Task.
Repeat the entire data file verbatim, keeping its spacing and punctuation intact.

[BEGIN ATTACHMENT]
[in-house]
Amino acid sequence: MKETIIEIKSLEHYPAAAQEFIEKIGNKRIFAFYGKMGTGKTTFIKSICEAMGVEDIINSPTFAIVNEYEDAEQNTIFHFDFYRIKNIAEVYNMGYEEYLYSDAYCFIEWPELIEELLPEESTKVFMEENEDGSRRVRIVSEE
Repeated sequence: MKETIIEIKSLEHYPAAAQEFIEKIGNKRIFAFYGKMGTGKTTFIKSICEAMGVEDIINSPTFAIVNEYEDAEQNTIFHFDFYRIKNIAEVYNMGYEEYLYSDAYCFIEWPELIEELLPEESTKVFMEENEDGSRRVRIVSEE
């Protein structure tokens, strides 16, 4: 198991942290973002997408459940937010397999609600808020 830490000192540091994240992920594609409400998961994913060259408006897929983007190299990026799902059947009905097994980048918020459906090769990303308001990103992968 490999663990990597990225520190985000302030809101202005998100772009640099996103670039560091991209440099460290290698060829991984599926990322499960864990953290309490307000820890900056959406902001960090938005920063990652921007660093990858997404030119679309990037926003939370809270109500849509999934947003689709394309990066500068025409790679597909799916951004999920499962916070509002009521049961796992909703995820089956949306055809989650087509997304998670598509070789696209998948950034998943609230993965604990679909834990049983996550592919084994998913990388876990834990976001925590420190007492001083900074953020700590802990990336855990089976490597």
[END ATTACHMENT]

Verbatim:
[in-house]
Amino acid sequence: MKETIIEIKSLEHYPAAAQEFIEKIGNKRIFAFYGKMGTGKTTFIKSICEAMGVEDIINSPTFAIVNEYEDAEQNTIFHFDFYRIKNIAEVYNMGYEEYLYSDAYCFIEWPELIEELLPEESTKVFMEENEDGSRRVRIVSEE
Repeated sequence: MKETIIEIKSLEHYPAAAQEFIEKIGNKRIFAFYGKMGTGKTTFIKSICEAMGVEDIINSPTFAIVNEYEDAEQNTIFHFDFYRIKNIAEVYNMGYEEYLYSDAYCFIEWPELIEELLPEESTKVFMEENEDGSRRVRIVSEE
């Protein structure tokens, strides 16, 4: 198991942290973002997408459940937010397999609600808020 830490000192540091994240992920594609409400998961994913060259408006897929983007190299990026799902059947009905097994980048918020459906090769990303308001990103992968 490999663990990597990225520190985000302030809101202005998100772009640099996103670039560091991209440099460290290698060829991984599926990322499960864990953290309490307000820890900056959406902001960090938005920063990652921007660093990858997404030119679309990037926003939370809270109500849509999934947003689709394309990066500068025409790679597909799916951004999920499962916070509002009521049961796992909703995820089956949306055809989650087509997304998670598509070789696209998948950034998943609230993965604990679909834990049983996550592919084994998913990388876990834990976001925590420190007492001083900074953020700590802990990336855990089976490597």